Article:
Signalling between the chloroplasts and the nucleus is required to maintain photosynthesis and other functions. The regulated expression of nuclear genes by chloroplast signals is known as retrograde signalling. Redox signals arising in the chloroplast are considered to be an important in retrograde signalling but the mechanisms involved remain poorly defined. Proteins such as WHIRLY1, which is a ssDNA-binding protein localised in the chloroplasts and nuclei, have the potential to fulfil redox signalling functions. WHIRLY1 is required for plastid genome stability and plastid gene transcription. We have characterised WHIRLY1 functions in barley using RNAi-knockdown lines (W1-1, W1-7 and W1-9) that have very low levels of HvWHIRLY1 transcripts. Leaves of the WHIRLY1-deficient plants establish photosynthesis more slowly than the wild type, but otherwise are similar to the wild type, Photosynthesis rates were similar in all lines but W1-1, W1-7 and W1-9 leaves had significantly more chlorophyll and less sucrose than the wild type. Transcripts encoding specific sub-sets of chloroplast-localised proteins such as ribosomal proteins, subunits of the RNA polymerase and the thylakoid NADH and cytochrome b6/f complexes were much more abundant in the W1-7 leaves than the wild type. The roles of WHIRLY1 in the acclimation of photosynthesis to stress will be discussed, together with possible retrograde signalling mechanisms.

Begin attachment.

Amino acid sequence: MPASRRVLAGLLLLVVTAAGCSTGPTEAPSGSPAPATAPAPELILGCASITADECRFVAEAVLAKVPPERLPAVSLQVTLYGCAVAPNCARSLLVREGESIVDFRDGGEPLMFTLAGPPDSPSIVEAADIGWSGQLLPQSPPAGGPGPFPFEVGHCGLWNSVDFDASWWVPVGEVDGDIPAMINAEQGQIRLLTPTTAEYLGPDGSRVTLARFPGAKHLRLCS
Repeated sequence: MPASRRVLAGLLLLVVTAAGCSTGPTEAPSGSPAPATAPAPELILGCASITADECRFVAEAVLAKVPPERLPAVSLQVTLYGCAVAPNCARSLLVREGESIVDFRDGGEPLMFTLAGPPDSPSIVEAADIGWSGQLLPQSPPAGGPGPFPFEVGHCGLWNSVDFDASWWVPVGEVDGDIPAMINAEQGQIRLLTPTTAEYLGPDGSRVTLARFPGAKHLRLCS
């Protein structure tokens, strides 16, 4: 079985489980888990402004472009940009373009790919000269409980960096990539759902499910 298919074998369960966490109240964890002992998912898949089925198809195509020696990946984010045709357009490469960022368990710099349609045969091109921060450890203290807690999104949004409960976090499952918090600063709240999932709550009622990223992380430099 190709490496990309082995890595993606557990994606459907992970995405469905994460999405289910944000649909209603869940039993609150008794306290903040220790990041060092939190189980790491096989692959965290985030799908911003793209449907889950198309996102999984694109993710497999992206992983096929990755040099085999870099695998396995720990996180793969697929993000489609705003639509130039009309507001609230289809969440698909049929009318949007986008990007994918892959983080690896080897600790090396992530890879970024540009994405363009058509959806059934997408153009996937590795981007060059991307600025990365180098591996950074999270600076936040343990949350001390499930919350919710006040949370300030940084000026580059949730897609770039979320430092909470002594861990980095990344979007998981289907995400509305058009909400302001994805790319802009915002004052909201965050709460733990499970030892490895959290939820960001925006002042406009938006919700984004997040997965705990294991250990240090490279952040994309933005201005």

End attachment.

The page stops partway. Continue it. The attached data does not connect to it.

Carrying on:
Strategies and tools to improve crop productivity by targeting photosynthesis
Dr Michael Nuccio, Syngenta Crop Protection, LLC, USA
Crop productivity needs to substantially increase to meet global food and feed demand of a rapidly growing world population. Agricultural technology developers are pursuing a variety of approaches based on both traditional technologies like genetic improvement, pest control and mechanization as well as new technologies like genomics, gene manipulation and environmental modeling to develop crops that are capable of meeting growing demand. Photosynthesis is a key biochemical process that many suggest is not yet optimized for industrial agriculture or the modern global environment. We are interested in identifying control points in maize photoassimilation that are amenable to gene manipulation to improve overall productivity. Our approach encompasses: developing and using novel gene discovery techniques, translating our discoveries into traits, and evaluating each trait in a stepwise manner that reflects a modern production environment. Our aim is to provide step change advancement in overall crop productivity and deliver this new technology into the hands of growers.